Heritage walks and days out
The following are suggestions for days out to learn more about the lives of humanists and secularists. They can be taken throughout the year – the events section lists one-off activities.
The Bentham Project has produced a leaflet which includes a map and full description of a walk through areas of London relating to Jeremy Bentham‘s life.
The BBC have produced a guide around George Eliot Country to see the sites in Nuneaton associated with the great author. All the sites are free and are within walking distance of one another, to make visiting really easy. View the itinerary online here or view the route on Google maps here.
A walking tour of Thetford relating to the life of Thomas Paine. From humble beginnings, he became the most widely read and influential pamphleteer of his day.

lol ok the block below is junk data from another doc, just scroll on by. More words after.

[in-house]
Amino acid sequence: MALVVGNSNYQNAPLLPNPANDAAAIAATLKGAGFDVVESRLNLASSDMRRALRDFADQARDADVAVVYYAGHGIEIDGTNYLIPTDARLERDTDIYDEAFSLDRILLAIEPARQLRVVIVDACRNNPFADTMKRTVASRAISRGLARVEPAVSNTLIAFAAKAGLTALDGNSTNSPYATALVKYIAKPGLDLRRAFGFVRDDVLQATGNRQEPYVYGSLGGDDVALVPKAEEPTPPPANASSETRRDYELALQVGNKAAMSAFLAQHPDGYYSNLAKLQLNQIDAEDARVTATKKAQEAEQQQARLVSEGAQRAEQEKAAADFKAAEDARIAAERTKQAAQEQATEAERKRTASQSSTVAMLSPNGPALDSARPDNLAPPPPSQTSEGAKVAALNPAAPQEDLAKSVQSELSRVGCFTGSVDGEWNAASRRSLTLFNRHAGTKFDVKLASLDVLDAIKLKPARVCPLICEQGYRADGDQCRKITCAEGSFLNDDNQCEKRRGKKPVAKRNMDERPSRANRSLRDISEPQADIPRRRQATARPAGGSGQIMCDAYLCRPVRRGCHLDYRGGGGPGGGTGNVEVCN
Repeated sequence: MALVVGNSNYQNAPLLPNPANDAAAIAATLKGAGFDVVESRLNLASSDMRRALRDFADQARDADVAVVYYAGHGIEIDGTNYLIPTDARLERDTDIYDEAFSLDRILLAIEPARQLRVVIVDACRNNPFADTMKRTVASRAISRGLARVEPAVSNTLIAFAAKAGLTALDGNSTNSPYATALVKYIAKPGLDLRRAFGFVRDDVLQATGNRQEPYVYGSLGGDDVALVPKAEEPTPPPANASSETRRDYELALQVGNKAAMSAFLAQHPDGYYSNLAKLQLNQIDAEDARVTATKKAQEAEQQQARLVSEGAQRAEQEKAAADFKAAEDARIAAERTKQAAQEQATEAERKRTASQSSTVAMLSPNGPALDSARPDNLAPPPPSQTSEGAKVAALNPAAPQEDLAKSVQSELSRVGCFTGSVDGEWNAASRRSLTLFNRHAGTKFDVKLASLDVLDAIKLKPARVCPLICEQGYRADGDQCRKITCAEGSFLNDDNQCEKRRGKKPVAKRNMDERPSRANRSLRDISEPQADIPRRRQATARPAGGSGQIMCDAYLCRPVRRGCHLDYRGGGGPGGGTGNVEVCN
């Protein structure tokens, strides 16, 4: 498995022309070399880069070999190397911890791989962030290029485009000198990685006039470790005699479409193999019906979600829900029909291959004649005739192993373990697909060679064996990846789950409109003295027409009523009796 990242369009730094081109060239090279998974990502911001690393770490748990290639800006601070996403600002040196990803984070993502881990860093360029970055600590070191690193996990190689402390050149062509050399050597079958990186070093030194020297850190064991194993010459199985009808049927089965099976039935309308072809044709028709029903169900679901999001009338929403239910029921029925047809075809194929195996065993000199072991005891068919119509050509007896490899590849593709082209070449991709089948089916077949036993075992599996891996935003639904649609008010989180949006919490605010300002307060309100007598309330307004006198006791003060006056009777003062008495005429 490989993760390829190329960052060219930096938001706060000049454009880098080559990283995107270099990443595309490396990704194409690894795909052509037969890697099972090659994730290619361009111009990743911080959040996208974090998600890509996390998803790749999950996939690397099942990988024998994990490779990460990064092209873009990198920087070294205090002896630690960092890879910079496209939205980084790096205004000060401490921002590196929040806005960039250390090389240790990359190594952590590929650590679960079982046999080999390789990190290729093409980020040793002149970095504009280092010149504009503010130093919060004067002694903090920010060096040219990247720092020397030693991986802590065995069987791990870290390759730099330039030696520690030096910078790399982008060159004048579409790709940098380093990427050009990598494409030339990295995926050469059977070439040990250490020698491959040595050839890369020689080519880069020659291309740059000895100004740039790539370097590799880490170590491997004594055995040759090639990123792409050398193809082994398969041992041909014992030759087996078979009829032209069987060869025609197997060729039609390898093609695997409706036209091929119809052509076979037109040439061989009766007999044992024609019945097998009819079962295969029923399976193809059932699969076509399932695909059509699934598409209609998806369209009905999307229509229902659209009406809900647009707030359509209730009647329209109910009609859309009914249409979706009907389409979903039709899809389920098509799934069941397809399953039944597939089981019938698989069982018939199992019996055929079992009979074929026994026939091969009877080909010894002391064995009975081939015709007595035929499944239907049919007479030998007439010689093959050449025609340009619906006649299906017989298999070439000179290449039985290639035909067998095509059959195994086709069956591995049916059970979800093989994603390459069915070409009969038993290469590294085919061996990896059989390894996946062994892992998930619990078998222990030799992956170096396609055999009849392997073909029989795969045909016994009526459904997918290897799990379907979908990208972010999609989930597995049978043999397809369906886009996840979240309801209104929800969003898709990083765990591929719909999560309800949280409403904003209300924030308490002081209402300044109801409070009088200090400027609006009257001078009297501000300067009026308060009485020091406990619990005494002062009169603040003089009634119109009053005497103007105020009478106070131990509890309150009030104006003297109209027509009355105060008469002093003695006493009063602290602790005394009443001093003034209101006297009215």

Places of interest
It was at Down House in Kent that Charles Darwin worked on his scientific theories, and wrote ‘On the Origin of Species’ by Means of Natural Selection. The house remains much as it was when Darwin lived here and attractions include an interactive exhibition, restored gardens with observation beehive, Sandwalk (the path Darwin paced as he worked out his ideas) and an audio tour, narrated by Sir David Attenborough.
This was the London home of Sigmund Freud and his family until 1982. The centrepiece of the museum is Freud’s library and study, preserved just as it was during his lifetime.
Novelist and poet Thomas Hardy was born here and lived here until the age of 34. The property is owned by the National Trust.
Around 1,400 portraits are on display at this London gallery throughout the year, a number of whom are part of Humanist heritage.
Contains a reconstruction of novelist George Eliot’s London drawing room of 1870 and many of her personal items as well as local history exhibitions.